Going past that issue, we move into issues of personal liberty. Individuals in this country can choose where and how they live based upon their means and desires.
And while it is expected that sworn officers are "on duty" 24/7, in reality, we all need down time, and dealing with job related stress I would suggest this is more important to policemen.
On the other hand, considering budget resources, how about the idea of establishing "barracks" in high crime residential areas, with officers are paid extra to live in and be there for emergency situations ( an officer would not only have to live in the neighborhood, but would have to spend a minimum amount of verifiable hours in the that neighborhood)? Optimally, you would have several officers sharing a house to minimize revenge risks.
McGovern, G. (2013). Murdered justice: An exploratory study of targeted attacks on the justice community. Police Chief Magazine. Retrieved May 23, 2015 from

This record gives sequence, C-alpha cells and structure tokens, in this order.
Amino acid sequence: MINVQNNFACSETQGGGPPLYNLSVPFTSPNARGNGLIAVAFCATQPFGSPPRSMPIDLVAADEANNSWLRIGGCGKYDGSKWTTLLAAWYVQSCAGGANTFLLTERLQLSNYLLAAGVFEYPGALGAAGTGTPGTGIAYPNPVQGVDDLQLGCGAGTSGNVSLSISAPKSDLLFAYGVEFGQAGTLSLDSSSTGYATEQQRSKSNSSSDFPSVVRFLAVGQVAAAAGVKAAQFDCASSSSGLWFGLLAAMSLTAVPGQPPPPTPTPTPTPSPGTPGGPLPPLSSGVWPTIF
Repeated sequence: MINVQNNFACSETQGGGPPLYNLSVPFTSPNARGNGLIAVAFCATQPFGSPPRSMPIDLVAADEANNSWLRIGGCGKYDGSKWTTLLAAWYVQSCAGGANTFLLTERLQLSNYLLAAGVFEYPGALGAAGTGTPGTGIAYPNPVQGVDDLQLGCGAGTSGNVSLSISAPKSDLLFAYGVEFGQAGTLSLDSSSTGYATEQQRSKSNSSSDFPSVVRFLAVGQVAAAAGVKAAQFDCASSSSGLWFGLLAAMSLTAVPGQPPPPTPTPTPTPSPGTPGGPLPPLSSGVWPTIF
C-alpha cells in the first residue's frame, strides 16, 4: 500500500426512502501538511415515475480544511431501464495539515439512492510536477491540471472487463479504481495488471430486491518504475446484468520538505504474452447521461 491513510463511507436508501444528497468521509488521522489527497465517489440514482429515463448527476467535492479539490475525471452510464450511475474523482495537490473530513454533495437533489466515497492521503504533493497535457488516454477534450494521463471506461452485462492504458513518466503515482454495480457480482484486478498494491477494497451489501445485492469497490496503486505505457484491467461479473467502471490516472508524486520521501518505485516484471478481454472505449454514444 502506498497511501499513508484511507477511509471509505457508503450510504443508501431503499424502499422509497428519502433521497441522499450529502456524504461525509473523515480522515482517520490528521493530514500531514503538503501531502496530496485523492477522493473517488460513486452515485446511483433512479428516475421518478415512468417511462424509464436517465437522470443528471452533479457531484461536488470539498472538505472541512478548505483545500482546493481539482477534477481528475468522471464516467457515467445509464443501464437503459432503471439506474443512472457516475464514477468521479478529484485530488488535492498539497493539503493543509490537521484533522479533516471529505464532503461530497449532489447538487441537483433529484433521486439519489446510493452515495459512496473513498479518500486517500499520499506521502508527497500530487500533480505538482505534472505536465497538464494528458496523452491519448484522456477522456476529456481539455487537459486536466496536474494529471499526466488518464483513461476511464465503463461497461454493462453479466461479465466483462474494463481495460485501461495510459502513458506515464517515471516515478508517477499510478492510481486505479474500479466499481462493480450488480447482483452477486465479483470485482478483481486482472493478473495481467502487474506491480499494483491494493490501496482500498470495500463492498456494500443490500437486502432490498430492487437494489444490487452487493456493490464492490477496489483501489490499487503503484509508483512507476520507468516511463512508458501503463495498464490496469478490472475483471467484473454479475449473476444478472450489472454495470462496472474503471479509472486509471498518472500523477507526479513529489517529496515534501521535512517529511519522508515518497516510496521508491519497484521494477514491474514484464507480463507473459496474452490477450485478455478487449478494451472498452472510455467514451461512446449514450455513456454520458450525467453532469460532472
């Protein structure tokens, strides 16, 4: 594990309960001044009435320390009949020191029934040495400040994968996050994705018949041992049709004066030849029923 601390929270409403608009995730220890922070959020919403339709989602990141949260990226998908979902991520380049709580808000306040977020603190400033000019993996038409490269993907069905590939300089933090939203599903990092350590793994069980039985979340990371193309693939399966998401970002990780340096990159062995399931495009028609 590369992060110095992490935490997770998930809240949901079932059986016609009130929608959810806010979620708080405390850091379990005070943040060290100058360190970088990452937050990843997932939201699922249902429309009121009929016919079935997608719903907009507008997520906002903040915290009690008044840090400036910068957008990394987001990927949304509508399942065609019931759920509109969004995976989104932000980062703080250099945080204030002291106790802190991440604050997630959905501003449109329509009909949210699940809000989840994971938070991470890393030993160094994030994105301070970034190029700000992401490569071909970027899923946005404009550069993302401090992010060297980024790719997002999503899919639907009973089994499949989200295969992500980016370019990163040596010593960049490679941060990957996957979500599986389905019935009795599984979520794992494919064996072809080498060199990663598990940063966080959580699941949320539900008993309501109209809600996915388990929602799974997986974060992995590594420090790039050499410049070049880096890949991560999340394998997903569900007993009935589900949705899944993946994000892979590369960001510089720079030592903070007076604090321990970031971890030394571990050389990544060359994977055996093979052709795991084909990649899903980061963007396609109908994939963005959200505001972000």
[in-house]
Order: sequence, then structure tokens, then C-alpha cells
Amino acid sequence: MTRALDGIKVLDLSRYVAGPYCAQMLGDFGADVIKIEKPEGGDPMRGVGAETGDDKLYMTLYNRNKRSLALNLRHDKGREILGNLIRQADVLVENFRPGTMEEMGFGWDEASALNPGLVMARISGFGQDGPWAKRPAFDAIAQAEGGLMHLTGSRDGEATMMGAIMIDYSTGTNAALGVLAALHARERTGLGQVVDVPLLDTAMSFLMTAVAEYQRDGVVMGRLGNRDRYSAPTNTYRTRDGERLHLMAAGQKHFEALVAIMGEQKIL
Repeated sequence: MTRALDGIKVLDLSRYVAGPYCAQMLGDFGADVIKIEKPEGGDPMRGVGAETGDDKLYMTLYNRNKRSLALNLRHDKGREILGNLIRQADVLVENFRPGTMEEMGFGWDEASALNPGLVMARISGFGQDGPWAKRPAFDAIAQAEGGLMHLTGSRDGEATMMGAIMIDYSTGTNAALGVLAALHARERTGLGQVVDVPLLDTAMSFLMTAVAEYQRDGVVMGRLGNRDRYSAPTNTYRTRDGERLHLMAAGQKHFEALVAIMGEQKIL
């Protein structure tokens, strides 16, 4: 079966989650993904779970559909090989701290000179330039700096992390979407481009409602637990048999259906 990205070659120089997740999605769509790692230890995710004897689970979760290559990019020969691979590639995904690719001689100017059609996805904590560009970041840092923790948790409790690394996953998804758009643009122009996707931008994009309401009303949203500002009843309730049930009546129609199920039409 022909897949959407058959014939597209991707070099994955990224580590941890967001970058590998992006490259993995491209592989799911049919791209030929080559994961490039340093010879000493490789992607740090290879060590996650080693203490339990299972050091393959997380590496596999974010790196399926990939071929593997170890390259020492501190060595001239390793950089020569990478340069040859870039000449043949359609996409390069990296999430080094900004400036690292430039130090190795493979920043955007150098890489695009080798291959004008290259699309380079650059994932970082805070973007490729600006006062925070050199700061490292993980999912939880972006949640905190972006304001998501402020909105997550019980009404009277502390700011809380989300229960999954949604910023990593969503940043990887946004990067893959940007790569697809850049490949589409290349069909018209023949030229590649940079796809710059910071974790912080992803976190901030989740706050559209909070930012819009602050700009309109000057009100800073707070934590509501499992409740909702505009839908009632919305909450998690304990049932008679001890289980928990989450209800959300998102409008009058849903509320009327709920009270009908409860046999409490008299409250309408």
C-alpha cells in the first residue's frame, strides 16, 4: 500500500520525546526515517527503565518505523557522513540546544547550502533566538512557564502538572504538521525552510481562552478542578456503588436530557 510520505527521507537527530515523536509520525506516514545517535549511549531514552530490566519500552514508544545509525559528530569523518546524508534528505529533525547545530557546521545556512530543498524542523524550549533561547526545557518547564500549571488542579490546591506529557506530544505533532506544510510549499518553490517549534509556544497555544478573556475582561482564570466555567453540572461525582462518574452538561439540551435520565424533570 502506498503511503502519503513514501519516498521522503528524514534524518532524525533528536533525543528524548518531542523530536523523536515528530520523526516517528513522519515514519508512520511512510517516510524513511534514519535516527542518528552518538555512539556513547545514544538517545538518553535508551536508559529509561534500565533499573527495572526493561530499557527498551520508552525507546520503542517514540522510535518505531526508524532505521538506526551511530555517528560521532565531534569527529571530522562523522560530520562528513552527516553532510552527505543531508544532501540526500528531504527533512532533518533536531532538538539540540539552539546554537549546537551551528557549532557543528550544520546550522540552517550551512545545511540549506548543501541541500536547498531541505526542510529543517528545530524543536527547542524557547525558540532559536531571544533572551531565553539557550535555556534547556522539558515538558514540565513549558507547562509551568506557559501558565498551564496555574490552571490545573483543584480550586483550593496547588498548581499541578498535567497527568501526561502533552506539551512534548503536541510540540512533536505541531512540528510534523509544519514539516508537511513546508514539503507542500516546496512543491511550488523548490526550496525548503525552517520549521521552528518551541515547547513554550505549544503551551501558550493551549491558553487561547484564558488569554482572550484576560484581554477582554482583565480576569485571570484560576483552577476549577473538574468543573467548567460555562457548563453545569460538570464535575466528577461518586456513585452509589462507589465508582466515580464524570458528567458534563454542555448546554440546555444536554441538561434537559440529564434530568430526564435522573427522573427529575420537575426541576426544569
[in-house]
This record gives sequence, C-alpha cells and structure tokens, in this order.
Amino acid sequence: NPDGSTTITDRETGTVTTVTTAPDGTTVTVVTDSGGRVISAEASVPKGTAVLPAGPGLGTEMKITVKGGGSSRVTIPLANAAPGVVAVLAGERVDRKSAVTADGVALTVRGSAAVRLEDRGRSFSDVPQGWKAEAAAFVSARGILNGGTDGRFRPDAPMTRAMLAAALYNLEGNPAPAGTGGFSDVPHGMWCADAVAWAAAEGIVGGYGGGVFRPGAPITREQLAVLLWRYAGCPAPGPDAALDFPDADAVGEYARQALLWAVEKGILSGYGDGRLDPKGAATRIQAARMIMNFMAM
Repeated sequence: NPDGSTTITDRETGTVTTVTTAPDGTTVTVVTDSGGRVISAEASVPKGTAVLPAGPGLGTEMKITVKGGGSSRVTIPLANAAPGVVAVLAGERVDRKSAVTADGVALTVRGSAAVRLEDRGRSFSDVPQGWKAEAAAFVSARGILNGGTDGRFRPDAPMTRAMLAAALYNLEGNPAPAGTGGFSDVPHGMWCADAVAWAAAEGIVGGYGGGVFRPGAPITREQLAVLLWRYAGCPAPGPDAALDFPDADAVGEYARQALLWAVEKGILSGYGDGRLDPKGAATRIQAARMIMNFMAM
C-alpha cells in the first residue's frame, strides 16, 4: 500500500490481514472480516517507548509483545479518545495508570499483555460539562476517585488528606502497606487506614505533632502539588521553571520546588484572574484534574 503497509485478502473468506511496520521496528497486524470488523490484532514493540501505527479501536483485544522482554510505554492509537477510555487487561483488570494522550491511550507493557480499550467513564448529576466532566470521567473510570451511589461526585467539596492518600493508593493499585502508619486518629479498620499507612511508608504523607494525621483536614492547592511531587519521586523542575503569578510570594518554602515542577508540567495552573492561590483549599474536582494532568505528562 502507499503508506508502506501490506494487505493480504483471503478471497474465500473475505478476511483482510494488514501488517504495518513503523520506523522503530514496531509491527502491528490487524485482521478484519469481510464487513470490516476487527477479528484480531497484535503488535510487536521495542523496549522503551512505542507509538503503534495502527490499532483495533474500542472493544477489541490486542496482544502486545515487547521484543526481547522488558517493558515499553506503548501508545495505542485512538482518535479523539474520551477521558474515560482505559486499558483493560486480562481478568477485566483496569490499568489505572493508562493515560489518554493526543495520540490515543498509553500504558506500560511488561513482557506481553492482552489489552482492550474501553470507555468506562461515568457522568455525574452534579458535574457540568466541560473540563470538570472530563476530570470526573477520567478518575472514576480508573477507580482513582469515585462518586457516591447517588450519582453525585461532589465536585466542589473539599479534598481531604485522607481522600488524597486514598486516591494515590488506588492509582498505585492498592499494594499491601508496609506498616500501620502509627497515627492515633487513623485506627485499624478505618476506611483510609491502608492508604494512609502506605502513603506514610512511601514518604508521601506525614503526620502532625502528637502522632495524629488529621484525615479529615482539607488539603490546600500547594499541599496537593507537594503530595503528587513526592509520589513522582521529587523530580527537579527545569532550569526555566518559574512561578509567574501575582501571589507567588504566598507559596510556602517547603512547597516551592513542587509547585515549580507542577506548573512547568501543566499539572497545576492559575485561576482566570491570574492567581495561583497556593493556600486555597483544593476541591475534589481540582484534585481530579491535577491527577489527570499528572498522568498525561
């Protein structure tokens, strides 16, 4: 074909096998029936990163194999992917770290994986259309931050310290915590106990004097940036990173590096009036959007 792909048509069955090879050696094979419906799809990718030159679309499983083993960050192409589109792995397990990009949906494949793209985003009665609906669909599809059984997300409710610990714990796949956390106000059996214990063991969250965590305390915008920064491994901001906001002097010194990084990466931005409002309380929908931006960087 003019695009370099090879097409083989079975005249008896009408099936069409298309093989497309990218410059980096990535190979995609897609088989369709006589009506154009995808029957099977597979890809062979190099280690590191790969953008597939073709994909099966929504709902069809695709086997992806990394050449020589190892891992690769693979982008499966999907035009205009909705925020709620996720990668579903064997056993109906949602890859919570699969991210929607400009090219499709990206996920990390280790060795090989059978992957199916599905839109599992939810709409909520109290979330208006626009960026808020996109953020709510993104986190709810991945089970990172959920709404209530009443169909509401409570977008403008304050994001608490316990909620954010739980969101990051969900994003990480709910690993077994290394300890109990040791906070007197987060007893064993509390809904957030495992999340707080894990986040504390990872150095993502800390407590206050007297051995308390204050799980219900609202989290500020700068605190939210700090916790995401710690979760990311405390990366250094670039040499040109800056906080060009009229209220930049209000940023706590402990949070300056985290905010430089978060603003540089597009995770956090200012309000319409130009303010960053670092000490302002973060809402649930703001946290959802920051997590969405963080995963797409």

(George, 1996), p. 128). .While SDS and other New Left groups were unable to explain exactly what the "imperialism" they fought against was (Varon, 2004, p.51), they had no difficulty in declaring their support for the Marxist position. In this environment, Leftist assaults on policemen were increasing; by 1970 the number of policemen killed had quadrupled the average rate of the previous years
(Mallin, 1971, p.18). It was in this environment of hatred for America and leftist violence that SDS leaders organized the riot, "they knew that a confrontation in the streets of Chicago...would explode in political shocks..."(Collier & Horowitz, 2006, pp. 144-145). This type of planned violence is characteristic of a movement (SDS) in which "the rights of the majority are held in derision, and political opponents are prevented from speaking out" (Gerberding & Smith, 1970, p. 25).
Varon, J. (2004). Bringing the war home: the Weather Underground, the Red Army Faction, and revolutionary violence in the sixties and seventies. Berkeley: University of California Press.
It is interesting that Wilson suggests dividing police forces into components specializing in each function, one group devoted to public order and the other into law enforcement.
On a last note, Wilson discusses the use of intelligence to identify "bad actors" in a neighborhoods years before the ILP model is developed. Very few of the community policing models are "new", but it seems that some models apply to some situations while others don't, and that these situations change.